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U.S. allows first legal commercial drone flight

Unleashing the drones, kind of.
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Written by Tyler Falk, Contributing Editor on

With numerous industries patiently awaiting the U.S. Federal Aviation Administration draft rules on unmanned aircraft systems (UAS), the FAA just gave out its first commercial drone permits to two companies.

BP and UAS manufacturer AeroVironment received permission from the FAA to use an UAS for a commercial land operation. BP will use the UAS in order to survey pipelines, roads, and equipment at the largest oilfield in the U.S., in Alaska.

According to the FAA, the BP will use the AeroVironment Puma AE, a small hand-launched UAS, "to target maintenance activities on specific roads and infrastructure, which will save time and support safety and operational reliability goals, while helping to protect the sensitive North Slope environment."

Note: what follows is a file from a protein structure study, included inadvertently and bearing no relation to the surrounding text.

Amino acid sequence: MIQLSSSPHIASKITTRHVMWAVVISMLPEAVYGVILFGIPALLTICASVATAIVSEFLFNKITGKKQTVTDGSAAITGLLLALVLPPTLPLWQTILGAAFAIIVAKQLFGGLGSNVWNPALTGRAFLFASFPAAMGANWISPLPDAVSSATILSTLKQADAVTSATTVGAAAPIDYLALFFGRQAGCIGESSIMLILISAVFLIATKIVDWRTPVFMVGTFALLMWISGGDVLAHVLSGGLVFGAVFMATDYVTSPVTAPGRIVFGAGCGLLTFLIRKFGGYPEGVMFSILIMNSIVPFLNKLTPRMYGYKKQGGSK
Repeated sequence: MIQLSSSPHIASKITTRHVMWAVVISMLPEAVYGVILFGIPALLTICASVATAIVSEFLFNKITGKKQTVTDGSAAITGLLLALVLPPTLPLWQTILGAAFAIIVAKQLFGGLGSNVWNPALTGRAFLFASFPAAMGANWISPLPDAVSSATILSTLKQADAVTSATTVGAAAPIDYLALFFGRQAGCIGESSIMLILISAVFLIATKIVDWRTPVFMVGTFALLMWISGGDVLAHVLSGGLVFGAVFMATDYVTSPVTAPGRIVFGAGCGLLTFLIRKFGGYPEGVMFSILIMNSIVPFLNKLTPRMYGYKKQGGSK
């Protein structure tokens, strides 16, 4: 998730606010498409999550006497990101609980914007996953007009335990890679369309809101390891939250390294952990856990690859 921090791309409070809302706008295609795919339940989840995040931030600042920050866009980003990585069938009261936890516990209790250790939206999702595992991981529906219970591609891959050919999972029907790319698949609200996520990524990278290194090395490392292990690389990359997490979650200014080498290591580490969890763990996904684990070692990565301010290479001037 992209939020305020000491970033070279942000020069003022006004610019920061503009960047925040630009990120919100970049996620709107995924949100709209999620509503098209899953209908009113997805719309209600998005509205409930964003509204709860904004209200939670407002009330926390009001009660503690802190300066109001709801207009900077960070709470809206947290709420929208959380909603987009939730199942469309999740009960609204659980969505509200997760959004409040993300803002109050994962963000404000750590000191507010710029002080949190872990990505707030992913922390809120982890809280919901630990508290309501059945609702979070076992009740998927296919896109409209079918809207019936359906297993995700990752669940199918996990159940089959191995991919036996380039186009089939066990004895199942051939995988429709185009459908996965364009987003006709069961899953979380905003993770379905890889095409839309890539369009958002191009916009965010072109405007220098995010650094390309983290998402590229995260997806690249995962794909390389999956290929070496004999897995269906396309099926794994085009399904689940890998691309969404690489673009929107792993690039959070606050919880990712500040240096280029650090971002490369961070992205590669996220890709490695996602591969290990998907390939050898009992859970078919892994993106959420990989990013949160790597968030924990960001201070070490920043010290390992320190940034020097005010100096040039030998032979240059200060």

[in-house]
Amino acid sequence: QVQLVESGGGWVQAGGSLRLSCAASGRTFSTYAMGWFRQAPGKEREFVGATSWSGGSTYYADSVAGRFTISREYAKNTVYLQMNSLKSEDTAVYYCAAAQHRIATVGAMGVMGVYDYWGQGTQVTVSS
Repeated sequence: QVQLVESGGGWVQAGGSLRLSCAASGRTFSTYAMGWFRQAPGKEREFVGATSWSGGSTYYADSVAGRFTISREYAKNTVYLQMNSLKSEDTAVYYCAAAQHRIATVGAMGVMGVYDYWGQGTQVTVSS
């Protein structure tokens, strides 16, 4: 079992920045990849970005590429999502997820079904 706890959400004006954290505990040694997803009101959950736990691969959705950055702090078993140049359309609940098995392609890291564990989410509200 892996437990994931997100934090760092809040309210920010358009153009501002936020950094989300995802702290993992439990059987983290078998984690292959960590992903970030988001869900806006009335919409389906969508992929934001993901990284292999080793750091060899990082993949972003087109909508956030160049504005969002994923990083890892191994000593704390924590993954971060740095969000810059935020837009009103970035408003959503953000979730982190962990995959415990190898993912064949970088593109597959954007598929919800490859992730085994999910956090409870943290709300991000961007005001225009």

As we've highlighted before, agriculture and film industries hope they're next to receive approval to use drones. The FAA has a congressional mandate to provide UASs with some U.S. airspace by September 2015. The FAA also just opened the third of six congressionally mandated UAS test sites.

"These surveys on Alaska's North Slope are another important step toward broader commercial use of unmanned aircraft," U.S. Transportation Secretary Anthony Foxx said in a press release. "The technology is quickly changing, and the opportunities are growing."

Photo: Flickr/Don McCullough

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This post was originally published on Smartplanet.com

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